In case you missed it, the Florida Fish and Wildlife Conservation Commission has rolled out a new initiative: The Gopher Tortoise Friendly Yard Recognition Program.
The Florida Fish and Wildlife Conservation Commission’s (FWC) Gopher Tortoise Friendly Yard program serves to recognize private landowners who enhance the habitat quality of their property and take steps to protect gopher tortoises and their burrows. These actions in turn benefit many other species that use the tortoise’s burrow for shelter and foraging and nesting habitat. Qualifying landowners are provided a certificate, informational packet, and a Gopher Tortoise Friendly Yard sign to post on their properties. Through this program, FWC hopes to raise awareness about the contribution private landowners can make to the conservation of gopher tortoises in Florida.
Any landowner that shares a yard with a gopher tortoise can take steps to make the yard 'gopher tortoise-friendly' and become eligible for recognition. To apply for recognition, you must sign the Acknowledgement Form, provide contact and property information, and complete the Gopher Tortoise Friendly Yard Checklist. Each application will be reviewed upon submission and landowners will be notified of application approval. Please note, however, that recognition of a 'gopher tortoise friendly yard' does not authorize gopher tortoise relocations onto the property; to conduct relocations or disturb the land in a way that impacts gopher tortoises or their burrows without a permit is a violation of Rule 68A-27.003, Florida Administrative Code. So far, over 170 landowners have been approved for recognition across 39 counties in Florida, with 14% and 9% of approved applications attributable to residents of Brevard and Charlotte Counties, respectively.
For those interested in recognition, a key step is to provide at least three high biomass producing plants sought by gopher tortoises (see the Gopher Tortoise Friendly Plant Guide for more information). When selecting forage species to plant on your property, keep in mind native forage is preferable to nonnative forage. Examples of native forage species planted by recognized landowners include saw palmetto (Seronoa repens), paintbrush (Carphephorus spp.), gopher apple (Licania michauxii), and prickly pear (Opuntia spp.).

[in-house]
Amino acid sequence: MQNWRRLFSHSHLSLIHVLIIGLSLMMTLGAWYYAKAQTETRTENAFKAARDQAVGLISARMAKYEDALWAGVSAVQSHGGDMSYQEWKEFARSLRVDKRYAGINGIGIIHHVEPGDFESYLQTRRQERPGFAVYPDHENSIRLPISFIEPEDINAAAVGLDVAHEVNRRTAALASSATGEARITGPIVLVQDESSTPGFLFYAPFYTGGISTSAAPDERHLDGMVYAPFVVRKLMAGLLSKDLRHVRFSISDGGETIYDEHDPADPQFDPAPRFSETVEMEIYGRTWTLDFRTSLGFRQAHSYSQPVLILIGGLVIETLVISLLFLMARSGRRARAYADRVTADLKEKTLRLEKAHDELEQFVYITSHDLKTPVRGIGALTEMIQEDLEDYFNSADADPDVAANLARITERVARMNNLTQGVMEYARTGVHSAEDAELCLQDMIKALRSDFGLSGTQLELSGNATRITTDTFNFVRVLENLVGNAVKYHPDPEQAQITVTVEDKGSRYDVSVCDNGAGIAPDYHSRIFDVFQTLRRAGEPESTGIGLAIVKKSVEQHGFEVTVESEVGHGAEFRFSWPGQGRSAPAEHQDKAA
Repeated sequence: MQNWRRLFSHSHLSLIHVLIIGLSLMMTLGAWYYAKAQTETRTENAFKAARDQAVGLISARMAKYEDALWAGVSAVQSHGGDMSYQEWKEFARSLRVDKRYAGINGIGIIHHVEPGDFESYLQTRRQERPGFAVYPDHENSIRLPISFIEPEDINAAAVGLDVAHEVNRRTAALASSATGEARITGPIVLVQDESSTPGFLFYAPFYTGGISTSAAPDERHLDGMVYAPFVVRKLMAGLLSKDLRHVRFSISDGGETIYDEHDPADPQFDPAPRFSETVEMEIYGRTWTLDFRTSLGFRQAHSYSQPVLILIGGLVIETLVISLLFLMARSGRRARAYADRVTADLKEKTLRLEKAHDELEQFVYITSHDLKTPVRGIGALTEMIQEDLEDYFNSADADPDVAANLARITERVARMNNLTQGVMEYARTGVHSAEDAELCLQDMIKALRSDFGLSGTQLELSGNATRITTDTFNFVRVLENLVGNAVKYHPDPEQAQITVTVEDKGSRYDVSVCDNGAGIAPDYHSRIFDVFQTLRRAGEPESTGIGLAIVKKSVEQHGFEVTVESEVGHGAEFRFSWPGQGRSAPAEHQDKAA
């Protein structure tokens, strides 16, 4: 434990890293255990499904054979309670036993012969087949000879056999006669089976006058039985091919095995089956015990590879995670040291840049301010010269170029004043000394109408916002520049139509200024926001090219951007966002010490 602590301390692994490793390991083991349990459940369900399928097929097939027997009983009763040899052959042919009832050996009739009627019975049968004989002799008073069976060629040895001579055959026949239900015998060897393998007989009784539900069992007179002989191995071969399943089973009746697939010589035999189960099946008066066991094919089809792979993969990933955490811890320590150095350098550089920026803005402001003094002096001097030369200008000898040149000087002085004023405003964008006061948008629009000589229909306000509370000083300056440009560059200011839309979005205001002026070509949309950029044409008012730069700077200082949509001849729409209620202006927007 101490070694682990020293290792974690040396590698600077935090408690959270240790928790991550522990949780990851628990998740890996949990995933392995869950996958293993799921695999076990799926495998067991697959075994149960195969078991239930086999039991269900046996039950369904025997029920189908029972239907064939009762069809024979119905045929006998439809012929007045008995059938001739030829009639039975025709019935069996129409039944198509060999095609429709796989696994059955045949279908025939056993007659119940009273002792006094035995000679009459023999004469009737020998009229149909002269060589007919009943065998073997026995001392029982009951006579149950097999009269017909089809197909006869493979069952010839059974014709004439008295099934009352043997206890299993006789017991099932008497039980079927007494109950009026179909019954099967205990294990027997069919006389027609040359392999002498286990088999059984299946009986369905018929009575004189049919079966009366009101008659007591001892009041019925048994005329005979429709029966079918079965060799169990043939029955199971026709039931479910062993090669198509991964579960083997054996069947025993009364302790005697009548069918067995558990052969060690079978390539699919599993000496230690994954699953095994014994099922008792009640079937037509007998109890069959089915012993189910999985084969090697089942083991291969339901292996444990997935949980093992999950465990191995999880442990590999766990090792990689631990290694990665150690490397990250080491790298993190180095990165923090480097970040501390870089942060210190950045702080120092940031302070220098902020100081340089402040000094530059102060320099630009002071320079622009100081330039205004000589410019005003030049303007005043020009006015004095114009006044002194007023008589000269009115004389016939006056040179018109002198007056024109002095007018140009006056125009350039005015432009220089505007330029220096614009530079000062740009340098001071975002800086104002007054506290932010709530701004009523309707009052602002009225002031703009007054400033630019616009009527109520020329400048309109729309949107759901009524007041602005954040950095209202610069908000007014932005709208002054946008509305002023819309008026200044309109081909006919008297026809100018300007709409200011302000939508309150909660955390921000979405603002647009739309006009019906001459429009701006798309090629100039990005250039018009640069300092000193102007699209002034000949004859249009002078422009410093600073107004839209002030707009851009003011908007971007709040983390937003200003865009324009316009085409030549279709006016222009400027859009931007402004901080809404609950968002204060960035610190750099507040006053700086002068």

Landowners are also encouraged to remove nonnative, invasive species through this initiative. Many landowners who have applied for and received this designation have indicated they’ve removed a wide variety of invasive, nonnative plant species from their yards such as Brazilian peppertree (Schinus terebinthifolia), air potato (Dioscorea bulbifera), and rosary pea (Abrus precatorius). Removal of invasive, nonnative plants is beneficial to gopher tortoises, as these plants can otherwise displace the native plant communities found in suitable gopher tortoise habitat.
Likewise, the removal of invasive, nonnative wildlife can be crucial to achieving a ‘gopher tortoise friendly yard’. Examples of invasive, nonnative wildlife removed from the yards of recognized landowners include species known to impact gopher tortoises, their eggs, and/or burrows (i.e., iguanas, pythons, and tegus).
Additional steps to protect the tortoise and its burrow can involve installing a tortoise road crossing sign to alert drivers or flagging a burrow to prevent accidental tripping and unintentional impacts. Visit FWC’s signage webpage to learn more about where to buy road crossing signs. Responsible pet ownership is critical as well and ensures the safe coexistence of tortoises and the pets of landowners. For the landowners who cut grass on their property, it is also recommended to use a weed trimmer within 13 feet of the burrow entrance instead of driving heavy equipment, like a riding lawnmower. Mower blades should be set as high as possible above the ground to avoid injuring tortoises and machinery should be operated when tortoises are less active (i.e., during the warmer part of the day from May to October and the cooler part of the day from November to April). Lastly, landowners should consider securing their yard to prevent tortoises from burrowing in unsafe areas. Taking preventative measures to keep tortoises from establishing burrows in locations of concern can minimize conflict in the future.
In summary, it takes just a few simple but important acts to achieve a ‘gopher tortoise friendly yard’. Given that more than half of the land in Florida is privately owned and undergoing a high rate of development, Gopher tortoises need as many of these yards as possible. If you have not already, please consider participating in this new and exciting program so you too can become recognized by FWC for your contribution to gopher tortoise conservation!